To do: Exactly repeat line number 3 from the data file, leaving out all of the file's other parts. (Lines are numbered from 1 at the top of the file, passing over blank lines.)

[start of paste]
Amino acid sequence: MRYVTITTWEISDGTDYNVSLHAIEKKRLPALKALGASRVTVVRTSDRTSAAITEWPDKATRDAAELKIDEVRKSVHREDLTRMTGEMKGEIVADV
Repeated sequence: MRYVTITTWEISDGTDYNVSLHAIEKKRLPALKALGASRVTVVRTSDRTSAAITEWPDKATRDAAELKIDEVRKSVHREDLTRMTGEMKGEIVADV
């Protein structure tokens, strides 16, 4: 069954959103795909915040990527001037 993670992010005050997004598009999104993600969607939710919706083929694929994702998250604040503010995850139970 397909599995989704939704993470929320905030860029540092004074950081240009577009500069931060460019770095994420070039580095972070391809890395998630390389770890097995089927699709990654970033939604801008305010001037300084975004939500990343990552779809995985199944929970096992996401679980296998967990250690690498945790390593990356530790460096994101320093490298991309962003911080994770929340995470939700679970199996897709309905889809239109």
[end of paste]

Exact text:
């Protein structure tokens, strides 16, 4: 069954959103795909915040990527001037 993670992010005050997004598009999104993600969607939710919706083929694929994702998250604040503010995850139970 397909599995989704939704993470929320905030860029540092004074950081240009577009500069931060460019770095994420070039580095972070391809890395998630390389770890097995089927699709990654970033939604801008305010001037300084975004939500990343990552779809995985199944929970096992996401679980296998967990250690690498945790390593990356530790460096994101320093490298991309962003911080994770929340995470939700679970199996897709309905889809239109």